Last week we looked at the first update from the Unilever Sustainable Living Plan progress report (released today) on its achievements in sourcing agricultural raw materials sustainably. Afterwards, we had the chance to talk with Marc Engel, Unilever’s Chief Procurement Officer in order to learn more about the company’s progress and his views on some of the questions brought up in the article. Here’s an edited version of the interview:
TriplePundit: You wrote, "We are very proud of the rate of acceleration in recent years; given that it took us 10 years to get to 14 percent by 2010." Is it only Unilever that has changed or there are also other factors contributing to your accelerated progress?
Marc Engel: Of course it’s not just us that have changed. First, there is more sustainably grown material around than there was five years ago because there are many companies that are sort of taking an interest in it. So, if you look, for example, at palm oil, five years ago you wouldn’t have enough sustainable palm oil to get to 100 percent of what we use.
The other thing is what we specifically have done with our suppliers – we launched a program called “Partner to Win,” which is a program on how to collaborate and work closer with our strategic suppliers. We do that for innovation and capacity, but also for sustainability, so we actually invested a lot with our key suppliers on how we actually make it happen.
In addition, the consumer goods industry is getting organized. There is the consumer goods forum, which is a forum of consumer goods companies looking together at how to make the business more sustainable. There are initiatives like the World Economic Forum that is very focused on sustainable development and even governments have changed, like in India or China, where we have signed a memorandum of understanding on sustainable tea development in China with the government.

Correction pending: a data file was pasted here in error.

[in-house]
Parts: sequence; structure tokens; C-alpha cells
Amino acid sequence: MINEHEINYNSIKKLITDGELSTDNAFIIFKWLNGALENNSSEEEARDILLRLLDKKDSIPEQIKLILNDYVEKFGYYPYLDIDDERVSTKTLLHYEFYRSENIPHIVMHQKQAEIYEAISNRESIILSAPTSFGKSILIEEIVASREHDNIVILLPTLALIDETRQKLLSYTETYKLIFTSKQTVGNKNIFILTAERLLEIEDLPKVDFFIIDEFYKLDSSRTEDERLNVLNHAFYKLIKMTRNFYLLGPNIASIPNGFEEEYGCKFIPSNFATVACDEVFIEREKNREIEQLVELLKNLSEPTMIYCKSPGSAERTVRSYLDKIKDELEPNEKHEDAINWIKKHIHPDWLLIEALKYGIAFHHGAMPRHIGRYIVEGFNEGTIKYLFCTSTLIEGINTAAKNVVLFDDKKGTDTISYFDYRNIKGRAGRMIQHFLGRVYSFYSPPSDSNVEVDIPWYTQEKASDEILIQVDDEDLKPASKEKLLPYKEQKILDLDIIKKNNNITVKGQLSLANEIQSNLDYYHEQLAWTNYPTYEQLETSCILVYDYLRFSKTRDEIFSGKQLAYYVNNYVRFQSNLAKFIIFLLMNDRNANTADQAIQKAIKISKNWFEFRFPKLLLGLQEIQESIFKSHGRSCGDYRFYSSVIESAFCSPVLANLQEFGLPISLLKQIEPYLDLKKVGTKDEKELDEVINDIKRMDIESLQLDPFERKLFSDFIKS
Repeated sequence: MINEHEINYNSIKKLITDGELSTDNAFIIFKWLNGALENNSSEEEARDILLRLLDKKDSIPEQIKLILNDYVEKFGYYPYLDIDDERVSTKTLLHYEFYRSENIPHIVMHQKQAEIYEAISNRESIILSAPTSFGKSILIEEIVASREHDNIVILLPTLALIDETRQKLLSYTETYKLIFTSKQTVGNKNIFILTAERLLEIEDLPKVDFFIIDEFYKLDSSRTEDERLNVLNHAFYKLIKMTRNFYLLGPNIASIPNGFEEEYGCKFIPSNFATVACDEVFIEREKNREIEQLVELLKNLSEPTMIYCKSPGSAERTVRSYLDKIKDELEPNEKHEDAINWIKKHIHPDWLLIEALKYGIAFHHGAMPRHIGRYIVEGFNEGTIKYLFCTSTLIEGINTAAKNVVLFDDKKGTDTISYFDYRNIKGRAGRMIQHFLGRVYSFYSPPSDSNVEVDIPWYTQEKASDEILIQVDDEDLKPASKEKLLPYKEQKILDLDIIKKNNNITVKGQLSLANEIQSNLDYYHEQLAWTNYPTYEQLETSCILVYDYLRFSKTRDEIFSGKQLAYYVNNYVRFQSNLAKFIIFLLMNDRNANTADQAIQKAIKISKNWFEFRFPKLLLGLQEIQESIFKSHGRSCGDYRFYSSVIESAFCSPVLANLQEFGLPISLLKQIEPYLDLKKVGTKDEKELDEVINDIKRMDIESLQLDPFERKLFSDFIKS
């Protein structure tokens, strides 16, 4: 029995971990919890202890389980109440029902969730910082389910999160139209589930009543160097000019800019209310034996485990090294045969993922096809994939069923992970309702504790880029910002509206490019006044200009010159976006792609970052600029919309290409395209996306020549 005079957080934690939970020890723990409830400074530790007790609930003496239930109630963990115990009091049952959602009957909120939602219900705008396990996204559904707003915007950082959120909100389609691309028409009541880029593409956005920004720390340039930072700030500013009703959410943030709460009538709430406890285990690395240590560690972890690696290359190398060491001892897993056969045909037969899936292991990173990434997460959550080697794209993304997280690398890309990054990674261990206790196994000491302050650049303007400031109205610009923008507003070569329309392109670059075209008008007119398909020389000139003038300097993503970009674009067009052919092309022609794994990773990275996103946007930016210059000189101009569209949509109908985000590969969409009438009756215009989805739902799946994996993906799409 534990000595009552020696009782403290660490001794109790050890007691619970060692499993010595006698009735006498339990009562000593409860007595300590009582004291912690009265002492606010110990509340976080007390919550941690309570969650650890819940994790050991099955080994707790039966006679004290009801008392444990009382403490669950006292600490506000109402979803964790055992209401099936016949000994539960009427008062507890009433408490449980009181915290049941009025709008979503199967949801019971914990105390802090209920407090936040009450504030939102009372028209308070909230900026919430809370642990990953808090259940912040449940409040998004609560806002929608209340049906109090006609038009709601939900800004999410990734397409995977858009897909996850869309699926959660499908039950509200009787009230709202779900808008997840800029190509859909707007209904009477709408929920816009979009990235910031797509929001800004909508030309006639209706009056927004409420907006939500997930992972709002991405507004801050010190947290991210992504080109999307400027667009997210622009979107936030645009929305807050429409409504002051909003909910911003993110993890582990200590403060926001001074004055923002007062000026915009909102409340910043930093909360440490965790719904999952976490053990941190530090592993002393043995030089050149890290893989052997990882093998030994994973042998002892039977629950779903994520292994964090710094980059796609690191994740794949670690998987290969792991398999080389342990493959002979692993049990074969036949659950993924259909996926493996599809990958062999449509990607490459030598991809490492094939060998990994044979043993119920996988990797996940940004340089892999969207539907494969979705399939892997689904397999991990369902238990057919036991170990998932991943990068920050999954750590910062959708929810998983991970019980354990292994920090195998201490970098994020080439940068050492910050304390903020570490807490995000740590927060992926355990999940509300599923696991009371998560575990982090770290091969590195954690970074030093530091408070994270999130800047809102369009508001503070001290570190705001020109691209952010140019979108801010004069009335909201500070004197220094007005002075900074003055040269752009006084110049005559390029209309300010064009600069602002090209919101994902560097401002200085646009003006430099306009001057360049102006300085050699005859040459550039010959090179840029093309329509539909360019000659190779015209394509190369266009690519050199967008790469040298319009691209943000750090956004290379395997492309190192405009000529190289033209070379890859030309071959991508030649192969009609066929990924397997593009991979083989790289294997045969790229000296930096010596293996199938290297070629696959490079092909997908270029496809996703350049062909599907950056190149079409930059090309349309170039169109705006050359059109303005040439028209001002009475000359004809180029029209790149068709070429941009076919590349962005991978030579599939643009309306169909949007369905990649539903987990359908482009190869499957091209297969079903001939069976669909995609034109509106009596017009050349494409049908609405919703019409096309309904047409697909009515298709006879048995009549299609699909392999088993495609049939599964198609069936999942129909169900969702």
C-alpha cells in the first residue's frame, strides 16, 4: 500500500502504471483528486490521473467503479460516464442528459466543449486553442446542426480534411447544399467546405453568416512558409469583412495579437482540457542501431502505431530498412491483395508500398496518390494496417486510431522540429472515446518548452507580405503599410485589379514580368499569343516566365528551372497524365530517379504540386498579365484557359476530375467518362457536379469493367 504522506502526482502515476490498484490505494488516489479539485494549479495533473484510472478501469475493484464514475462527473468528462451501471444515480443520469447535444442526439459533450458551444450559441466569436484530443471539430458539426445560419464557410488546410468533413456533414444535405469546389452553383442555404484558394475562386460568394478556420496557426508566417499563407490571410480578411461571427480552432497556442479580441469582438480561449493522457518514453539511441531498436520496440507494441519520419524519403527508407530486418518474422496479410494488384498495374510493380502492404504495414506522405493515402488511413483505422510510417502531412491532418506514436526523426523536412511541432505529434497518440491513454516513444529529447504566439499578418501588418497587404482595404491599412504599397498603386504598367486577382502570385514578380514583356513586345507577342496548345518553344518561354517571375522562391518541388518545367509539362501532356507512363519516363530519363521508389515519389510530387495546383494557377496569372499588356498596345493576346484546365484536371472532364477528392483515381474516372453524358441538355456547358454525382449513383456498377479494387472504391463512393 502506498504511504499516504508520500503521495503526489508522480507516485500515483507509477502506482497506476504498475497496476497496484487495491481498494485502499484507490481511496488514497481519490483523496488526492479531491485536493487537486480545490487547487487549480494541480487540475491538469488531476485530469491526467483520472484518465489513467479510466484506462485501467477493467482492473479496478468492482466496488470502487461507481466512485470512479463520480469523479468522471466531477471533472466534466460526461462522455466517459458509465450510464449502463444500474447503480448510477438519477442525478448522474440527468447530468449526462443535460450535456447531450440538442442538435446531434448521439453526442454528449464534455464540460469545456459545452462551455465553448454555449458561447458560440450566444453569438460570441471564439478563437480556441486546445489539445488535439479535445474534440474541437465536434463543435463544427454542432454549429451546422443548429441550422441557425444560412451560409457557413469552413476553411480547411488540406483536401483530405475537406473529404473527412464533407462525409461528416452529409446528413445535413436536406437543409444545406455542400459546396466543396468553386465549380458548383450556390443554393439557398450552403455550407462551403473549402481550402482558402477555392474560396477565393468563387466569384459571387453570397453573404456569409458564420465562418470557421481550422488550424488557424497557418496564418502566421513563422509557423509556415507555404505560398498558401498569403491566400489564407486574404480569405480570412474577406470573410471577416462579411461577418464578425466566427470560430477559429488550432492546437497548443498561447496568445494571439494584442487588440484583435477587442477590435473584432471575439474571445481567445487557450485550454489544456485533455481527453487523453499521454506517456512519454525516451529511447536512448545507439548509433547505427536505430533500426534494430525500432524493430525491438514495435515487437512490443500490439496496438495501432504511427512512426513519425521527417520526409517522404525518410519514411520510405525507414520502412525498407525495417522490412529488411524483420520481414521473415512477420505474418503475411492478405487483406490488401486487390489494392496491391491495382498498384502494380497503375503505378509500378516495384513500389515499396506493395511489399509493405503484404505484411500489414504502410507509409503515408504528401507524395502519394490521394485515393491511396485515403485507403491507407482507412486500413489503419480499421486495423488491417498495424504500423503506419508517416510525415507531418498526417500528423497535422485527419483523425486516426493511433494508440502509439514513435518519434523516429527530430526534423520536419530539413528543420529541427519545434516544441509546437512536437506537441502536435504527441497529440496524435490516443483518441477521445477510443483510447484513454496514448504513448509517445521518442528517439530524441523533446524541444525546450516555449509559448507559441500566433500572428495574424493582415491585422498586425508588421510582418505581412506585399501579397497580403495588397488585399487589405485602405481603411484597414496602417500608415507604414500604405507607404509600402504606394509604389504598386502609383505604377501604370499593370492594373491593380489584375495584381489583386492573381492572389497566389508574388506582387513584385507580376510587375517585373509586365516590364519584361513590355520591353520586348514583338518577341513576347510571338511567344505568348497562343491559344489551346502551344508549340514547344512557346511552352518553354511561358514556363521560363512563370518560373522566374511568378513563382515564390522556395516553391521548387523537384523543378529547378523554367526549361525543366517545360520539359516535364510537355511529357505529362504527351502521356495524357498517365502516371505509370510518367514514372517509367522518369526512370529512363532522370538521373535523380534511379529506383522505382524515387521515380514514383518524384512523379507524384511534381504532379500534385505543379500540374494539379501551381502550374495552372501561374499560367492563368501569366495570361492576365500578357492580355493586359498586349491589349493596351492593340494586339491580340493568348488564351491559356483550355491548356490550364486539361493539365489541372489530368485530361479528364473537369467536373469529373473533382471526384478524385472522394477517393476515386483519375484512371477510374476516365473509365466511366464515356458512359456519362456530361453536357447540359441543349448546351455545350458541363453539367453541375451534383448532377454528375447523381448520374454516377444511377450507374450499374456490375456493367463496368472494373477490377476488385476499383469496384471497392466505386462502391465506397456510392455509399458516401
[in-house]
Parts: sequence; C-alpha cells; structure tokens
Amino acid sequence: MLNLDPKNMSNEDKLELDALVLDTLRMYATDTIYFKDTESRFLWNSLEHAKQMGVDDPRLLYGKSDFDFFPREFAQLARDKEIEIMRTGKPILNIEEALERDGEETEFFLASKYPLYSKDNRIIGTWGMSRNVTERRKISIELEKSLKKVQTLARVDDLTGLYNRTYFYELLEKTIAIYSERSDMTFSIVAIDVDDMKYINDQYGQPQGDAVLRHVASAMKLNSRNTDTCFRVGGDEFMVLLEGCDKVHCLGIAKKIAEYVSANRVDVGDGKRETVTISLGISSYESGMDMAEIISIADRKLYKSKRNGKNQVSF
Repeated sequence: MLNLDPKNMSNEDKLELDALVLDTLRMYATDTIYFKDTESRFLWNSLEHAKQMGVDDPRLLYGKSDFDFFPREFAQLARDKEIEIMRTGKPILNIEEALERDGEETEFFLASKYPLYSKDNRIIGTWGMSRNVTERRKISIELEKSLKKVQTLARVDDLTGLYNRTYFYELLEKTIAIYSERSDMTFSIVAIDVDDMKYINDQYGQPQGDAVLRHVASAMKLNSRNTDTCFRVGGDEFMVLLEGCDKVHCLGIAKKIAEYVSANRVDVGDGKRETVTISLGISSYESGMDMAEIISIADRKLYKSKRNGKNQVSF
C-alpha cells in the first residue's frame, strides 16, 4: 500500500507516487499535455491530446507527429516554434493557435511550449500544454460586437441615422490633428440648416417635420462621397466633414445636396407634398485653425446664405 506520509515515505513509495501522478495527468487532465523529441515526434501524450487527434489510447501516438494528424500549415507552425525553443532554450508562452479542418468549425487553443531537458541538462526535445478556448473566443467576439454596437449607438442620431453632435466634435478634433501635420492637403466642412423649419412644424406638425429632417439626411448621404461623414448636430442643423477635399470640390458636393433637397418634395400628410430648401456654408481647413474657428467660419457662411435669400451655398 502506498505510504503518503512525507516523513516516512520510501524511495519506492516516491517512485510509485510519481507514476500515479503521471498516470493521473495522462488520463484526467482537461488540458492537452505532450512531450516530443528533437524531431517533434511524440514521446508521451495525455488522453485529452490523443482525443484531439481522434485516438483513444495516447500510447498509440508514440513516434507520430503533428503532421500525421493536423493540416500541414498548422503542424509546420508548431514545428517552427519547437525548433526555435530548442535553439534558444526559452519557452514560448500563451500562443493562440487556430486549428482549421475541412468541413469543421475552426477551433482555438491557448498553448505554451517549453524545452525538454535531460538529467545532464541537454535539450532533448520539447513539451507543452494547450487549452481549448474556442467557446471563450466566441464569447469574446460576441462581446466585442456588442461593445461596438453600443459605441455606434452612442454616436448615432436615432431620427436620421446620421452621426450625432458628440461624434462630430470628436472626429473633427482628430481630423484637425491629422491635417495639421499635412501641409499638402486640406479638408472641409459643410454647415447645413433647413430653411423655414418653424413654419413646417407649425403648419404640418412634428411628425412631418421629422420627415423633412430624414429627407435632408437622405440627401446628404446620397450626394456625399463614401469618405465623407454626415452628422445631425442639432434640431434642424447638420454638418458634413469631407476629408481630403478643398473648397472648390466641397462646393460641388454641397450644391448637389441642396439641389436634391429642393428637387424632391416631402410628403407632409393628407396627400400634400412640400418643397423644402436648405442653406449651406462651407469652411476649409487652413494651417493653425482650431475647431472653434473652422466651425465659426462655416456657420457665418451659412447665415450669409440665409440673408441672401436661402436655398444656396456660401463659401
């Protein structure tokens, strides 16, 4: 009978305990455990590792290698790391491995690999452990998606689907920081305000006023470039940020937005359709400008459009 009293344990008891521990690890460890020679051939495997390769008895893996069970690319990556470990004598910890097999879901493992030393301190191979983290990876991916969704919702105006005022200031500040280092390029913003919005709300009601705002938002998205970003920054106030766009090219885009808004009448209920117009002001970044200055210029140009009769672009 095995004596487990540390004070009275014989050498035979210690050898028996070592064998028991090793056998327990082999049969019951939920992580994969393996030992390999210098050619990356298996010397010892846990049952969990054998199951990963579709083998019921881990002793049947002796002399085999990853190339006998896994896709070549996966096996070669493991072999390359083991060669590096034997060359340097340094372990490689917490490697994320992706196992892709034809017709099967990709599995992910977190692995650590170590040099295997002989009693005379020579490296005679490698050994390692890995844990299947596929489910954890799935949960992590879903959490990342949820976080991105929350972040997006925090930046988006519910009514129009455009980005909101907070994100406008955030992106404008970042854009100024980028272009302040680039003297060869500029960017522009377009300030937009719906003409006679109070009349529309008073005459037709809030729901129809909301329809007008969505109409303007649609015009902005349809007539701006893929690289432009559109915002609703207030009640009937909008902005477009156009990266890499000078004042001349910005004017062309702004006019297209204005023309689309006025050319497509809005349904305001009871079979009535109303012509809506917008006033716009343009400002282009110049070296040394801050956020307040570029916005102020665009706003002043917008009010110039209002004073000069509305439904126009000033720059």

3p: Do you see this acceleration in other companies as well?
ME: You see it in some companies. I think the consumer companies are starting to understand also that this is what the consumer wants – it’s very clear that consumers are increasingly demanding to know where their products are coming from, where they are made, how they are made and whether they are made in a sustainable and responsible way. So in the consumer goods industry you do see a trend of people being more aware about sustainability.
What, of course, is a big blocker is the economic slowdown. People [in the industry] have the perception that sustainability costs money and see it as an investment or even as an ongoing structural cost and those are usually the blockers. So I’ve seen companies with the intent going there – there are some companies like us who are making great progress and some companies who are little bit hesitant because they haven’t made the switch to seeing sustainability as a business opportunity and are still seeing it as a cost. I think that if you want to be successful as a company, you've got to mobilize your whole company behind it as being a business opportunity and not just say ‘OK, what’s that going to cost extra on doing this or doing that.'